The 2015 Nuclear Non-Proliferation Treaty (NPT) Review Conference wrapped up last week in New York without agreeing on an outcome document. While this is unfortunate, it is important to remember that the future of the nuclear non-proliferation regime will be determined by more than whether the Review Conference participants produced a document addressing all that currently ails the NPT-based regime.
Internationally supported sanctions against Iran could begin to crumble if talks over Iran's nuclear programme fail to produce a final deal, according to Germany’s envoy to the United States.
After nearly four weeks of negotiations, the Nuclear Non-Proliferation Treaty (NPT) Review Conference ended in a predictable outcome: a text overwhelmingly reflecting the views and interests of the nuclear-armed states and some of their nuclear-dependent allies.
When it comes to climate change, business as usual is simply “not an option”.
"Strengthening the Review Process" and "Universalisation of the Non-Proliferation Treaty" (NPT) are distinctly substantive issues, that require consideration with their specificities in view.
Secretary-General Ban Ki-moon, an unrelenting advocate of sustainable energy for all (SE4All), once dramatised the need for modern conveniences by holding up his cell phone before an audience in the Norwegian capital of Oslo and asking: “What would we do without them?”
When some 40,000 delegates, including dozens of heads of state, descend on Paris for the United Nations Climate Change Conference later this year, a group of African women mayors plan to be there and make their voices heard on a range of issues, including electrification.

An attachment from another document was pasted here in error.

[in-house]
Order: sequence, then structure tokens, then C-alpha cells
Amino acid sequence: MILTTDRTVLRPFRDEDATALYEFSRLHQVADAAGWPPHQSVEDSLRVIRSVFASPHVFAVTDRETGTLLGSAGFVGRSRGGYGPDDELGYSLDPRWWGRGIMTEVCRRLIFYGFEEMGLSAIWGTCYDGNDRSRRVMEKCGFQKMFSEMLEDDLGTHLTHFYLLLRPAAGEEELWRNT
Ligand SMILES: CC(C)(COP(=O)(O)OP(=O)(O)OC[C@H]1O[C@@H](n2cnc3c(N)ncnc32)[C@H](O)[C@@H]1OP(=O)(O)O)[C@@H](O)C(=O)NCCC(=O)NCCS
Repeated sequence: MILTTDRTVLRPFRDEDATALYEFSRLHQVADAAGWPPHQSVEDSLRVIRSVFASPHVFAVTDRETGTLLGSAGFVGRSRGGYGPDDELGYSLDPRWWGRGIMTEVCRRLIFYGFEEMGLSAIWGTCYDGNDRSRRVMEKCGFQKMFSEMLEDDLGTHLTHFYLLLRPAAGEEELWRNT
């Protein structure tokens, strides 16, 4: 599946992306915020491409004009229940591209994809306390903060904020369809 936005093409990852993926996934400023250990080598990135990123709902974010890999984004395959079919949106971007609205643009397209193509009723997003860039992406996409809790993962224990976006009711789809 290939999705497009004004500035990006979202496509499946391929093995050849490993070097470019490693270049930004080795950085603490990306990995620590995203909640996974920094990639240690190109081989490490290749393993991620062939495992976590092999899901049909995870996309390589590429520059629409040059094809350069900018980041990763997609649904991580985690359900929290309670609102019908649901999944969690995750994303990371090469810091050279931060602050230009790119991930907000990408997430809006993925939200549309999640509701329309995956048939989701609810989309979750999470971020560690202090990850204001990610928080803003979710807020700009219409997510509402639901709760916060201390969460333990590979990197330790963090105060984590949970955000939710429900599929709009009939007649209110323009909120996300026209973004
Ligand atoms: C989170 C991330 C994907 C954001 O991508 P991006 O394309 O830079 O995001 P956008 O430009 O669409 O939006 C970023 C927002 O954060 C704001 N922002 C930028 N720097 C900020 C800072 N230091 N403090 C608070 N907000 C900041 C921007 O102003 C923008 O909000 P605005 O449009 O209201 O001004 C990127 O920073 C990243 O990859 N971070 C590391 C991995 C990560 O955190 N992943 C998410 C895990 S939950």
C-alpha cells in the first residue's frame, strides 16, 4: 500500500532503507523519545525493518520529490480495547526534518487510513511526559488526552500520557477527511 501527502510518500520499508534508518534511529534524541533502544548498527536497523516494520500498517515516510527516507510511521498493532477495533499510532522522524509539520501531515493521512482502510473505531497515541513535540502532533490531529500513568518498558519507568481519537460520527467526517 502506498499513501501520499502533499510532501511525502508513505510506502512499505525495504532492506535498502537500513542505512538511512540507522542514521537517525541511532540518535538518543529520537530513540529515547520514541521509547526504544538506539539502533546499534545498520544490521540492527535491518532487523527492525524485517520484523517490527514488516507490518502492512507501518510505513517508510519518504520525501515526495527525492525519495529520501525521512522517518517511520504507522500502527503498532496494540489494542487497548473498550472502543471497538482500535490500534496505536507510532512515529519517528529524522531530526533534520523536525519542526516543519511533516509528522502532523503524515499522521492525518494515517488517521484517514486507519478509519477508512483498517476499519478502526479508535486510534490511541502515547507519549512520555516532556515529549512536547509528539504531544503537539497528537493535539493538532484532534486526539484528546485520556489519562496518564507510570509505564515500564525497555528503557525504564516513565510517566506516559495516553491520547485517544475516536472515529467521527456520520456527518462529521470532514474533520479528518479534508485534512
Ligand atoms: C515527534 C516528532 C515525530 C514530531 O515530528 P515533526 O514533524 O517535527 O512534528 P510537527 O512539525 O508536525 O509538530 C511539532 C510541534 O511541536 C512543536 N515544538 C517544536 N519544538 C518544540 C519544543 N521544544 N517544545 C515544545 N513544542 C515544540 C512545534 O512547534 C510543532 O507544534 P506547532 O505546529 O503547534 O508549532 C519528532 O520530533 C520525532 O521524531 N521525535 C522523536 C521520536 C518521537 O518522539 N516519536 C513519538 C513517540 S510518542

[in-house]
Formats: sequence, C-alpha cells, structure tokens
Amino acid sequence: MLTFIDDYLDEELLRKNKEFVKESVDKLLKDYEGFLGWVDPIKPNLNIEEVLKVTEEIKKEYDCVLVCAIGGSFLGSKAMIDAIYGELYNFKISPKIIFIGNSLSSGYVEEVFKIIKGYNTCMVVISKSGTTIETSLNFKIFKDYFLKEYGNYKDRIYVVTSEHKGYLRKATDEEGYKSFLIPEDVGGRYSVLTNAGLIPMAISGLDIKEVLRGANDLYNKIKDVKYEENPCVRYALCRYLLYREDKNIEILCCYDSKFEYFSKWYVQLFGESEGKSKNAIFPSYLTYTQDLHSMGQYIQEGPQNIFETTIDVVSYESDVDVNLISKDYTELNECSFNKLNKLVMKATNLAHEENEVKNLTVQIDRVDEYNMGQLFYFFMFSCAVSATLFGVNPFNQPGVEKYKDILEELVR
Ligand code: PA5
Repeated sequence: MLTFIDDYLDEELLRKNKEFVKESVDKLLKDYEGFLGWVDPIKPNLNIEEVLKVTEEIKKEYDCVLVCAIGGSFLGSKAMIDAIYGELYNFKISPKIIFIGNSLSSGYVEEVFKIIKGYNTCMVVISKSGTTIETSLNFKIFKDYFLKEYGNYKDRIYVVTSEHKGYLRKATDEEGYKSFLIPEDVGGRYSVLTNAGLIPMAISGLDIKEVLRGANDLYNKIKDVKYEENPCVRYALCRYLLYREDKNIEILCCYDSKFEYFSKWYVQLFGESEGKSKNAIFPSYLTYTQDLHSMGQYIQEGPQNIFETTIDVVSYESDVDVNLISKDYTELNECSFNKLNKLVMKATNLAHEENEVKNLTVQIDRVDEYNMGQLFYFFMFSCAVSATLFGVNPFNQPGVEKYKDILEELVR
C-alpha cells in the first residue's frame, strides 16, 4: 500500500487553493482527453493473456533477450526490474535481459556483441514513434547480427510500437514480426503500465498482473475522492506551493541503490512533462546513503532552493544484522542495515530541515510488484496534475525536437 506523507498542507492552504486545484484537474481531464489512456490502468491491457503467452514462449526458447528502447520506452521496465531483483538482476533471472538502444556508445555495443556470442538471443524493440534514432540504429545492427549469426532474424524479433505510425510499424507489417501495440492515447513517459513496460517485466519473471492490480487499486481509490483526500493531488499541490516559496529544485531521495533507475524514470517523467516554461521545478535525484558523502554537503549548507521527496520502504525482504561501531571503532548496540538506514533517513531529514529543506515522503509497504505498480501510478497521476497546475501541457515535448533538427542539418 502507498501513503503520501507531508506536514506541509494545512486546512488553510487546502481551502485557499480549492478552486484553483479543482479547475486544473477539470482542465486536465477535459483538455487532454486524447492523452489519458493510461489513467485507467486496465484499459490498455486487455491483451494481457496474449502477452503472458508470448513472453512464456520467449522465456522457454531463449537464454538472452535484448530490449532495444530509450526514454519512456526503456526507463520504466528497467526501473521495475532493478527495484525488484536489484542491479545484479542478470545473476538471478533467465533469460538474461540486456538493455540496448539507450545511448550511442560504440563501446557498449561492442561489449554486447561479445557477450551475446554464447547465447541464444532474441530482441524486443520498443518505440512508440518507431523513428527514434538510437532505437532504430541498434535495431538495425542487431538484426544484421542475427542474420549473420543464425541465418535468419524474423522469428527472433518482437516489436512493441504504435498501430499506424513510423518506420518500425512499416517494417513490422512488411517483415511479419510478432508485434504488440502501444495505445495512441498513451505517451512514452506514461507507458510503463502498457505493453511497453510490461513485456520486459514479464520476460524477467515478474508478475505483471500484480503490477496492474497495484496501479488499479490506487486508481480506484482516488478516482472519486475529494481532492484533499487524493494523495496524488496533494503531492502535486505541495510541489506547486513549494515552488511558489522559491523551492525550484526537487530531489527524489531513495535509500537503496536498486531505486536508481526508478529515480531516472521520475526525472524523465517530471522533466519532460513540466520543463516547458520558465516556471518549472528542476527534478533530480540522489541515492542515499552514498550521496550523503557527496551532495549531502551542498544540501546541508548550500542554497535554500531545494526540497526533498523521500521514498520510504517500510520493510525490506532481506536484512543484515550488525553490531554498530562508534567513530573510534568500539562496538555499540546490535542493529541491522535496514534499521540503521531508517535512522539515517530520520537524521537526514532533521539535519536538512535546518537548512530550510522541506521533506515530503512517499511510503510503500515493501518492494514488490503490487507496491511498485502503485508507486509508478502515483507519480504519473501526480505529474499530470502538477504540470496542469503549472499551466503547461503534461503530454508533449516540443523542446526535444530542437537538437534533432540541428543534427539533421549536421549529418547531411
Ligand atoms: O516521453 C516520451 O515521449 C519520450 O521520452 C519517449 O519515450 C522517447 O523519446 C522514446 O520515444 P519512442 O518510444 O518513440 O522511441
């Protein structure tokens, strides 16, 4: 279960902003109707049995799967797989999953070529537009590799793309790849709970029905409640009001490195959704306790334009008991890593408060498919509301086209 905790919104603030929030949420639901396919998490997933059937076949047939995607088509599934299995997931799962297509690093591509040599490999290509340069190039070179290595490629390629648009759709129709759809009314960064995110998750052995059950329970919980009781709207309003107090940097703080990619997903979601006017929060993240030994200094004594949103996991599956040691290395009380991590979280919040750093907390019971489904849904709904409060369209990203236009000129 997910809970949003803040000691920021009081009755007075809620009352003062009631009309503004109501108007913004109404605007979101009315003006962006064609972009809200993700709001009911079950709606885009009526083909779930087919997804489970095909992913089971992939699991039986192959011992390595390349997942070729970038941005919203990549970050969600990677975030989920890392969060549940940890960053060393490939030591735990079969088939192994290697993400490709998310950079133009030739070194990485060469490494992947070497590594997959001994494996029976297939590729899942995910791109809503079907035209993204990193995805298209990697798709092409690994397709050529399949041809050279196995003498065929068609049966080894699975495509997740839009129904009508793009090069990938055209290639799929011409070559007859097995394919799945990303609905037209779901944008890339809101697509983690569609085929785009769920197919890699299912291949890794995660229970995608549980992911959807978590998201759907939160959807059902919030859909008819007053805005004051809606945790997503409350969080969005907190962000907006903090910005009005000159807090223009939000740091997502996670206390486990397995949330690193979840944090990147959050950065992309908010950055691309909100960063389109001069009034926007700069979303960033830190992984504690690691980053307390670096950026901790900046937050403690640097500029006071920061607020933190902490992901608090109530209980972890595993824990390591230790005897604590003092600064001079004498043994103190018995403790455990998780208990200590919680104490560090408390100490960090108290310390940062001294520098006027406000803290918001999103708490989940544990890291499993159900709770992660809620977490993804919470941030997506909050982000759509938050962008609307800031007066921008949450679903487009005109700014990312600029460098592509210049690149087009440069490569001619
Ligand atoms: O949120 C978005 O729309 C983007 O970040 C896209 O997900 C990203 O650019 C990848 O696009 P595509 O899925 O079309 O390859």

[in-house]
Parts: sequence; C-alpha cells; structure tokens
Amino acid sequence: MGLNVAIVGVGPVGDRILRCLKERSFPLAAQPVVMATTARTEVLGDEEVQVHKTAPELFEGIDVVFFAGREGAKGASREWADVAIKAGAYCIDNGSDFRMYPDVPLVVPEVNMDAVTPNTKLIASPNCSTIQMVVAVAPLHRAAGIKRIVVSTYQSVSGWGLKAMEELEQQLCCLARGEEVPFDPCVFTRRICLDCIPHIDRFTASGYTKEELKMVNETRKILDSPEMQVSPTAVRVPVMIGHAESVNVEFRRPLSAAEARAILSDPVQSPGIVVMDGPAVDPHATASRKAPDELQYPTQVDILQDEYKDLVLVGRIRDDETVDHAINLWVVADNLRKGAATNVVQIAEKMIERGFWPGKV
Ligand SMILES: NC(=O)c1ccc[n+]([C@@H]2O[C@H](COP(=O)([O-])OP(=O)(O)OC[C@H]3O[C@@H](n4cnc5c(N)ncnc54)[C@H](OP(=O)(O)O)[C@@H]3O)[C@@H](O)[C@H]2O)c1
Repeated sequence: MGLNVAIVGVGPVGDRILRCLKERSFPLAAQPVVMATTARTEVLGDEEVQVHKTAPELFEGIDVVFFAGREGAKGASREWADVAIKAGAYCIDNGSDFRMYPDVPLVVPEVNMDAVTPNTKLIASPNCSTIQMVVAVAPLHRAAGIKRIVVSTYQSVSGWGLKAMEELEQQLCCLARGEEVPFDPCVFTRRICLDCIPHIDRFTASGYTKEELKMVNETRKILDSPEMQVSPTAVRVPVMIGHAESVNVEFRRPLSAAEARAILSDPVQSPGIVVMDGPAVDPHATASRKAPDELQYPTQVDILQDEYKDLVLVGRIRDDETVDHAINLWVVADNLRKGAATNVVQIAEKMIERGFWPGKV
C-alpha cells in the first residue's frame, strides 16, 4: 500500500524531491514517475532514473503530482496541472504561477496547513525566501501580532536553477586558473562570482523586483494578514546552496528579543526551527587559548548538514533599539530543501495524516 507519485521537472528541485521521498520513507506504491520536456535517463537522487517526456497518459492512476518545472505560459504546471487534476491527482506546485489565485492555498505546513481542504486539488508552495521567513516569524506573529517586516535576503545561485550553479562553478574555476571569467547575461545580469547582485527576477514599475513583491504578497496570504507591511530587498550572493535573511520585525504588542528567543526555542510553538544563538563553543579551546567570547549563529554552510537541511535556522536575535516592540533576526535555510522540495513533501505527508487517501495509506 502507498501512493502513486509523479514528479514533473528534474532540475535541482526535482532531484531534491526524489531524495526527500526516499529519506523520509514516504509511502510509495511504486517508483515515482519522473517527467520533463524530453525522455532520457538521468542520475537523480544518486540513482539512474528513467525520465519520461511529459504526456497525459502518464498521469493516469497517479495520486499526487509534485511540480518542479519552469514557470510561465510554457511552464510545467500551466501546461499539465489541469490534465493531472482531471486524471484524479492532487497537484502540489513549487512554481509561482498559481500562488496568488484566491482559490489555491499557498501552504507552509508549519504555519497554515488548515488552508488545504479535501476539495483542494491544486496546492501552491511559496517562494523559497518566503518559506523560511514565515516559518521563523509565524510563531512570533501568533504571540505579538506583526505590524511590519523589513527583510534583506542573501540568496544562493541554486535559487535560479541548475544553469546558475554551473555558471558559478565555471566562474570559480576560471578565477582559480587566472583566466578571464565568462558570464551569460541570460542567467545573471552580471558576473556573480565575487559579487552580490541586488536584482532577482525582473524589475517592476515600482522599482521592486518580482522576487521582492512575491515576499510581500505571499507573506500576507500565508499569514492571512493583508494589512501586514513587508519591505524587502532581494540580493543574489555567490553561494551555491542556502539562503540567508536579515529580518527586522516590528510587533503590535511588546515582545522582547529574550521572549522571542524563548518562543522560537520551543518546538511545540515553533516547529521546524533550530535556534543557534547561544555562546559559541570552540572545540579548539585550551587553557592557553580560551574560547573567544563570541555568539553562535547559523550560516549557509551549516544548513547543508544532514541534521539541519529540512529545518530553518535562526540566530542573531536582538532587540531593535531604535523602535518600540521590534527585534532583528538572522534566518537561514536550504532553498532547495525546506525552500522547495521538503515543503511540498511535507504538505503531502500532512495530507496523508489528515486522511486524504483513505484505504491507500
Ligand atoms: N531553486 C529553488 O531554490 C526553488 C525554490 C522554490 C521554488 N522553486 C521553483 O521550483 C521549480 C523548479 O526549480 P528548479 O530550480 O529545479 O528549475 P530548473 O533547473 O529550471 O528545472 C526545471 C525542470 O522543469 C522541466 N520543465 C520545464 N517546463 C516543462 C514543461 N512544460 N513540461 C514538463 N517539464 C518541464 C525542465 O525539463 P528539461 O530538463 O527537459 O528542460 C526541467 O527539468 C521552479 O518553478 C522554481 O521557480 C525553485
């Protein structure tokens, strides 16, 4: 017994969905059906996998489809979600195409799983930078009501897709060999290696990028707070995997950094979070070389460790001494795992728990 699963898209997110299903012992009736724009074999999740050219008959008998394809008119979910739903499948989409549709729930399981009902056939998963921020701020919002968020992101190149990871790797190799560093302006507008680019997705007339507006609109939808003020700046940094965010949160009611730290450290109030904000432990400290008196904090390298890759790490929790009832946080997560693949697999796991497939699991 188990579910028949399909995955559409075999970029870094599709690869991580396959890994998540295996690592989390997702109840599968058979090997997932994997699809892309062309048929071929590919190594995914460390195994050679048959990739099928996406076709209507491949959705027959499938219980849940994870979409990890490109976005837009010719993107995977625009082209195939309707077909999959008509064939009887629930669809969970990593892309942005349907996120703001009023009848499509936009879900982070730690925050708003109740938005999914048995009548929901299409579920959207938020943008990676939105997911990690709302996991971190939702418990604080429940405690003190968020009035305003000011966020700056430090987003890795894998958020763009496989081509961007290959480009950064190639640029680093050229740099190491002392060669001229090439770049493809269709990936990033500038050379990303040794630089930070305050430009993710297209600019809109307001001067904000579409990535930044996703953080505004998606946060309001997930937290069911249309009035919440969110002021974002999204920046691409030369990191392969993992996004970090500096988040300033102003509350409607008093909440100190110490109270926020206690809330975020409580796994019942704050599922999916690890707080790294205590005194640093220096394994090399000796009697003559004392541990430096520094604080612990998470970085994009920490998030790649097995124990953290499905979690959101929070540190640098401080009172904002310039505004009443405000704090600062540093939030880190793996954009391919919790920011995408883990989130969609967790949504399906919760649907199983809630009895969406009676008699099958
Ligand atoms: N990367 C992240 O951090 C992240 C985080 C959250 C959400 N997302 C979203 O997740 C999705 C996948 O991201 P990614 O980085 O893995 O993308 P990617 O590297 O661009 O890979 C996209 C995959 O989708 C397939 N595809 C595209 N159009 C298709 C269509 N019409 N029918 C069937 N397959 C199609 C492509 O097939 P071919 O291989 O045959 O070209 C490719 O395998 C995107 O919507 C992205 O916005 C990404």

Megaprojects are high-risk bets. They can shore up the government that brought them to fruition, but they can also ruin its image and undermine its power – and in the case of Brazil the balance is leaning dangerously towards the latter.
The University of Edinburgh has taken the decision to not divest from fossil fuels, bowing to the short-term economic interests of departments funded by the fossil fuel industry, with little to no acknowledgement of the long-term repercussions of these investments.
The Sustainable Energy for All (SE4ALL) Forum will take place May 18-21 in New York. Success in achieving sustainable development and tackling climate change challenges requires investment in clean energy solutions.
Home to an estimated 3.74 billion people, the Asia-Pacific region holds over half the global population, determining to a great extent the level of economic stability, or chaos, in the world.
When, in 2003, Professor Richard Smalley, winner of the Nobel Prize for Chemistry, listed the top 10 problems facing humanity for the next 50 years in order of priority, energy was at the top of his list, followed by water, then food.
Virtually every major international conference concludes with a “programme of action” (PoA) – described in U.N. jargon as “an outcome document” – preceded by a political declaration where 193 member states religiously pledge to honour their commitments.
In Myanmar’s Western Rakhine State, over a hundred thousand people displaced by inter communal violence that broke out nearly three years ago remain interned in camps on torrid plains and coastal marshes, struggling to survive.
Albert Einstein, the internationally-renowned physicist who developed the theory of relativity, once famously remarked: “I know not with what weapons World War III will be fought, but World War IV will be fought with sticks and stones.”